Nullomers are under negative selection

We next set out to test if these sequences are absent due to mere chance or if they are under negative selection. Lacking a conventional statistical measure to determine the significance of a nullomer, we created our own scoring matrix, φN. The φN score encompasses three tiers of ranking (Fig. 2a), described in detail in the “Methods” section. All three tiers estimate deviations from the number of the expected occurrences for each kmer motif (not necessarily a nullomer) in order to identify kmers that occur more or less frequently than expected by chance. Our first score metric (φ1), is the mean number of occurrences of all the 1 bp possible substitution kmers for each nullomer sequence across the search space. The second scoring metric (φ2), is based on simulations of the human genome, its genomic subcompartments controlling for mono-, di-, or trinucleotide content. Our third score metric (φ3) is evolutionary driven, based on nullomers in the genome of 30 species (including humans) across vast evolutionary distances.

Fig. 2

Nullomers are observed more frequently than expected by chance in the human genome and various functional components. a Schematic representation of the three nullomer scoring metrics. b φ1 metric score for each nullomer across the genome and the genomic subcompartments for K = 15. c φ1 metric score for each nullomer in the ENCODE cCRE categories for K = 15. d φ2 metric score, log transformed number of occurrences of N nullomers in the genome and various functional categories relative to their occurrences in simulations across K = 10–15 bp. e φ2 metric score log transformed number of occurrences of nullomers in the ENCODE cCRE categories relative to their occurrences in simulations as a function of nullomer length for K = 10–15 bp. For d, e, simulations were performed controlling for trinucleotide content. Error bars represent standard deviation of the number of nullomers obtained from n = 100 simulations of each genomic annotation category and has been log transformed. f φ3 metric score showing the proportion of human nullomers found across 29 other species as a function of nullomer length for K = 11–15 bp. For panels c and e, PLS corresponds to promoter-like signature, pELS to proximal enhancer-like signature, dELS to distal enhancer-like signature, DNase H3K4me3 to DNase and H3K4me3 sites, and CTCF to CTCF-only and CTCF-bound sites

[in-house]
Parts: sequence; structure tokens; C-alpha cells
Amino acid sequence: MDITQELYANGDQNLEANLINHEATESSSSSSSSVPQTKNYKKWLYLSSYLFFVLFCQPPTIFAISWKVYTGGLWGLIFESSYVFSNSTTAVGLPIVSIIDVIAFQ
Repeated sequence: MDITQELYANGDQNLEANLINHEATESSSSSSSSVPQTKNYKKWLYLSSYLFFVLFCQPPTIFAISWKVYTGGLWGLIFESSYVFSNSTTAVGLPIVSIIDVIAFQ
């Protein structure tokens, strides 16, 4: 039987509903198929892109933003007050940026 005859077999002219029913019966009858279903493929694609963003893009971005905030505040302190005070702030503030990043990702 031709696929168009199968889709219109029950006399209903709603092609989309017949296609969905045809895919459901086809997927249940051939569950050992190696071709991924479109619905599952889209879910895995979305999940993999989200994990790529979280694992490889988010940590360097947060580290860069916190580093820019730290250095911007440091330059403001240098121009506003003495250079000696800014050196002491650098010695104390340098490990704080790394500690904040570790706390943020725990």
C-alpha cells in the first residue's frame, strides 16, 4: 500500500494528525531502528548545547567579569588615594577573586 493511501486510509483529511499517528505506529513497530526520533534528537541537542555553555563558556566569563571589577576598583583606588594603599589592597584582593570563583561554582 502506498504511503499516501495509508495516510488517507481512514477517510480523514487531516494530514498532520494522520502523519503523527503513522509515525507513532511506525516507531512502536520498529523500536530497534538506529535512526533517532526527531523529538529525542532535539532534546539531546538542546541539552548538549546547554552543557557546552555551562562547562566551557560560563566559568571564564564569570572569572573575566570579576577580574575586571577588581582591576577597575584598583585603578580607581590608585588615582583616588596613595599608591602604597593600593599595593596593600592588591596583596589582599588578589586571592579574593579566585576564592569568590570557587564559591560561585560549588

With our first metric, φ1, we found that for a subset of nullomers, single base pair substitution variants were very frequent (Fig. 2b, c), enabling us to prioritize nullomers controlling for nucleotide composition. As a second metric, we performed simulations controlling for mono- (n = 100) / di- (n = 100) / trinucleotide (n = 100) content of each regulatory component to estimate the number of occurrences of nullomers by chance in the human genome and its subcompartments. Ιn every simulation, each sequence was shuffled controlling for mono- / di- / trinucleotide content. We determined the ratio between the number of observed versus the number of simulated (expected) nullomers, finding a higher number of nullomers than expected by chance (Fig. 2d, e). Simulation scores (φ2) showed a higher number of nullomers in the human genome for every nullomer length between K = 12 and 15, than expected by chance (Fig. 2d), which contradict previous results obtained with a Poisson model [2]. For K = 11, we find more sequences in the simulations than in the genome, likely due to the small number of nullomers (N = 104). We observed the most pronounced number of nullomers compared to the simulations for promoters, genic regions, and introns (Fig. 2d). We also performed the same analysis separating the different nullomer lengths, finding larger differences between the expected and the observed number of nullomers for shorter nullomers in the genomic subcompartments (Fig. 2e). This is likely the result of a larger kmer space for nullomers with increasing kmer length (Fig. 1c). Leveraging φ3, the average occurrences in 30 species (Fig. 2f), we identified a total of 124 genome nullomers absent across the species of 13 bp length, consisting of only 0.00022% of the human genome nullomer space of the same length. Combined, our scoring metrics (φN) show that nullomers are under selective pressure.